Saturday, January 8, 2011

"Vonnegut's Ballerinas: Deprogramming 'Outsider Art'"

Raymond Thunder-Sky

Here's a link to a paper I've written for a conference about "outsider art" and its meanings:  "Vonnegut's Ballerinas".  Below is a synopsis of the piece...

Rosemary Garland Thomson writes in her landmark essay “Seeing the Disabled: Visual Rhetorics of Disability in Popular Photography” about the way “non-disabled” people view images of people with disabilities. Thomson's “wondrous” rhetoric especially reads like a dictionary definition not only of the way people with developmental disabilities are codified and colonized by cultural norms, but also the way art made by “outsiders artists” labeled with developmental disabilities is often marketed and explained. The “wondrous rhetoric,” Thomson explains, is the oldest mode of representing disability. This classification includes “monsters and prodigies.”


“Outsider artists,” especially those labeled with developmental disabilities, often have to take a seat at the kid's table culturally speaking, with the caveat being they are “wondrous” but not quite sophisticated enough to have a seat at the “adult table.” In my paper, I use Thomson‟s “wondrous” concept, as well as a reading of Kurt Vonnegut‟s short story “Harrison Bergeron” and a brief survey of the histories of “outsider art” and people with developmental disabilities to critique the manner in which “outsider artists'" lives and art are “programmed” around anachronistic concepts of segregation and “wondrousness,” all based on concepts of “outsider art” that seem to ignore the social and historical colonization people with developmental disabilities have gone through.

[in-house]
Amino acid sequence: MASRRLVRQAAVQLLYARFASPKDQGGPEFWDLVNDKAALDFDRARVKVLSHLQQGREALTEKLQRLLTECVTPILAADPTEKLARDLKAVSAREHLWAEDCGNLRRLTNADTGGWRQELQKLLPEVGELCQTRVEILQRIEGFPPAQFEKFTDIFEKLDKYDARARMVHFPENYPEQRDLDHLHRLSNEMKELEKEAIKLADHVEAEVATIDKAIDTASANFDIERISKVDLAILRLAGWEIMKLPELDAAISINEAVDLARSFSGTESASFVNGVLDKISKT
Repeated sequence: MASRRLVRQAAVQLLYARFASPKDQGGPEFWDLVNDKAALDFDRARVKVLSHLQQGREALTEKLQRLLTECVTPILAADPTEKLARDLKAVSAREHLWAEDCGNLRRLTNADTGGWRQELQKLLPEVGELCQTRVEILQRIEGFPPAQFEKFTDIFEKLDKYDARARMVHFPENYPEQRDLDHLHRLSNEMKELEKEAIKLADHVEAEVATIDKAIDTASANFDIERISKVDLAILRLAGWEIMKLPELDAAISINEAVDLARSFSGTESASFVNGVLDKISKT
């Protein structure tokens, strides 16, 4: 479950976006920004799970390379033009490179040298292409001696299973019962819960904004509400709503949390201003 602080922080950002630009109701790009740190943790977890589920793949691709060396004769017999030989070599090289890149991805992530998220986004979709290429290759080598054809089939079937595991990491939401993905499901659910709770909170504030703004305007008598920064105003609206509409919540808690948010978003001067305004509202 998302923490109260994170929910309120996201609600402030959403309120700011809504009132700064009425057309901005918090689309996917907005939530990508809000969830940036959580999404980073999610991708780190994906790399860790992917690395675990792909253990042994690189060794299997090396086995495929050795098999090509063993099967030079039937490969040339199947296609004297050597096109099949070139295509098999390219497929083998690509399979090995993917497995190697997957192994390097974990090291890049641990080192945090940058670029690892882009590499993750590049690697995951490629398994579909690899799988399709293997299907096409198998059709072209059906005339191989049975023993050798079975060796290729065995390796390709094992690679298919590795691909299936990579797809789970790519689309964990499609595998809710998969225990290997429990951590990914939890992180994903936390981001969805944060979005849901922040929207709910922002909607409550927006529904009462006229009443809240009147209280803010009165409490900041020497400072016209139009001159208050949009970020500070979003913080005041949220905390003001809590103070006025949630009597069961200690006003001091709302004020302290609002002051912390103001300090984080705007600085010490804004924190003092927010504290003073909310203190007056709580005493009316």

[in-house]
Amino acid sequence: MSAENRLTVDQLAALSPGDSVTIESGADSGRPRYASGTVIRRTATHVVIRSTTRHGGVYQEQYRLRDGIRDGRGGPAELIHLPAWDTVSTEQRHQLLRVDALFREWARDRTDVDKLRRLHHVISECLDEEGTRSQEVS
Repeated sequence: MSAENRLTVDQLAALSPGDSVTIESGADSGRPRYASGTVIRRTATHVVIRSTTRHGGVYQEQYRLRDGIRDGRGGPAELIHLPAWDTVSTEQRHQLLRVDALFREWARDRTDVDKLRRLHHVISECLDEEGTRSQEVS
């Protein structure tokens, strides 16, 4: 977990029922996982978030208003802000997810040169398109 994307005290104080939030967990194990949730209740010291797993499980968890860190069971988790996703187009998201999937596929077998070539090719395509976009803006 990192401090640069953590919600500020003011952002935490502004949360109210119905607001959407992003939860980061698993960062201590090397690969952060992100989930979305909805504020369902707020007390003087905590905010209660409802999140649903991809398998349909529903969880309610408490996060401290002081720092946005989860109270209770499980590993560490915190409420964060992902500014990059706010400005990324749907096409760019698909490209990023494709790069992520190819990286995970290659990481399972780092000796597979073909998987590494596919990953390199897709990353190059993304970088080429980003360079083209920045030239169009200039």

I also tell my own personal story in helping to develop an arts program for "outsider artists" with developmental disabilities in Ohio, based on meeting an artist named Raymond Thunder-Sky through my job as a social worker. My initial vision in doing so was to ensure that Raymond's art would be placed side by side with the art of other artists, no labels required. Instead what happened is that I unintentionally created a trap with my good intentions: a program that segregates artists (like Raymond).


We as curators, writers, collectors, and lovers of art made by unconventional artists have to be in the business of pulling apart the clichés and categorizations that plague how these artists are viewed and relegated so that everyone can have access to art that transcends those notions. Without that help, I'm afraid, we'll be constantly reconstructing those clichés until they become the norms we intend to defeat.